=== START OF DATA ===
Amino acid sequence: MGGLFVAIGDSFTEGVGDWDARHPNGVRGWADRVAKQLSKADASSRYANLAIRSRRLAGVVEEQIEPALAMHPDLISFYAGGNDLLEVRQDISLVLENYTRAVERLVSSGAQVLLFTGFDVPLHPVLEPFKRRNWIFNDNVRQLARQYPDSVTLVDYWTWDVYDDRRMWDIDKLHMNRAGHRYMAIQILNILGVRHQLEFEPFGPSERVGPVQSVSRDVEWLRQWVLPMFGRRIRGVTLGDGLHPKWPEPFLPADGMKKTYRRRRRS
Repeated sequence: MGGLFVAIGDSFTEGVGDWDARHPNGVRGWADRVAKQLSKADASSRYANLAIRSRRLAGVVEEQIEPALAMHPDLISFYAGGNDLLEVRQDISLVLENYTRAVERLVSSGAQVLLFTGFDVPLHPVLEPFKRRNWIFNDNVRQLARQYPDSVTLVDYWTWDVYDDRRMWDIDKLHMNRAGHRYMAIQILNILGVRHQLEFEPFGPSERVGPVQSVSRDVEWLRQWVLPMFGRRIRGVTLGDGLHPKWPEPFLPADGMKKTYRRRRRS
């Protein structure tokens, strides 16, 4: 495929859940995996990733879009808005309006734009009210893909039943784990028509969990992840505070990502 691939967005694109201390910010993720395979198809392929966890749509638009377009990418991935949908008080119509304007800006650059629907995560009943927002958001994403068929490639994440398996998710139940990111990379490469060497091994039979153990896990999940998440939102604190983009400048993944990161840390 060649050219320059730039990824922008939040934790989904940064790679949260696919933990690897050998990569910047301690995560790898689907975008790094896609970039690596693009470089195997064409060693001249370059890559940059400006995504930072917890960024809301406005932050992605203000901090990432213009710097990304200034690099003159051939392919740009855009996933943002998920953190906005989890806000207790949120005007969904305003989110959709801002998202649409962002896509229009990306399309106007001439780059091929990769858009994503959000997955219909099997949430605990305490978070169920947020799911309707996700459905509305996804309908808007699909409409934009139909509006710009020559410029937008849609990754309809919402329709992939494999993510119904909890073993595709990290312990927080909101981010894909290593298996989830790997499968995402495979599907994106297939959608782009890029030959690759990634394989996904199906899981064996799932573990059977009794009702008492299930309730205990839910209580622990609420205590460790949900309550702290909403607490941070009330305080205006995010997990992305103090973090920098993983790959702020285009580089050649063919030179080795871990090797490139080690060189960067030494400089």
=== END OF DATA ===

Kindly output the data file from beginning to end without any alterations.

Amino acid sequence: MGGLFVAIGDSFTEGVGDWDARHPNGVRGWADRVAKQLSKADASSRYANLAIRSRRLAGVVEEQIEPALAMHPDLISFYAGGNDLLEVRQDISLVLENYTRAVERLVSSGAQVLLFTGFDVPLHPVLEPFKRRNWIFNDNVRQLARQYPDSVTLVDYWTWDVYDDRRMWDIDKLHMNRAGHRYMAIQILNILGVRHQLEFEPFGPSERVGPVQSVSRDVEWLRQWVLPMFGRRIRGVTLGDGLHPKWPEPFLPADGMKKTYRRRRRS
Repeated sequence: MGGLFVAIGDSFTEGVGDWDARHPNGVRGWADRVAKQLSKADASSRYANLAIRSRRLAGVVEEQIEPALAMHPDLISFYAGGNDLLEVRQDISLVLENYTRAVERLVSSGAQVLLFTGFDVPLHPVLEPFKRRNWIFNDNVRQLARQYPDSVTLVDYWTWDVYDDRRMWDIDKLHMNRAGHRYMAIQILNILGVRHQLEFEPFGPSERVGPVQSVSRDVEWLRQWVLPMFGRRIRGVTLGDGLHPKWPEPFLPADGMKKTYRRRRRS
């Protein structure tokens, strides 16, 4: 495929859940995996990733879009808005309006734009009210893909039943784990028509969990992840505070990502 691939967005694109201390910010993720395979198809392929966890749509638009377009990418991935949908008080119509304007800006650059629907995560009943927002958001994403068929490639994440398996998710139940990111990379490469060497091994039979153990896990999940998440939102604190983009400048993944990161840390 060649050219320059730039990824922008939040934790989904940064790679949260696919933990690897050998990569910047301690995560790898689907975008790094896609970039690596693009470089195997064409060693001249370059890559940059400006995504930072917890960024809301406005932050992605203000901090990432213009710097990304200034690099003159051939392919740009855009996933943002998920953190906005989890806000207790949120005007969904305003989110959709801002998202649409962002896509229009990306399309106007001439780059091929990769858009994503959000997955219909099997949430605990305490978070169920947020799911309707996700459905509305996804309908808007699909409409934009139909509006710009020559410029937008849609990754309809919402329709992939494999993510119904909890073993595709990290312990927080909101981010894909290593298996989830790997499968995402495979599907994106297939959608782009890029030959690759990634394989996904199906899981064996799932573990059977009794009702008492299930309730205990839910209580622990609420205590460790949900309550702290909403607490941070009330305080205006995010997990992305103090973090920098993983790959702020285009580089050649063919030179080795871990090797490139080690060189960067030494400089």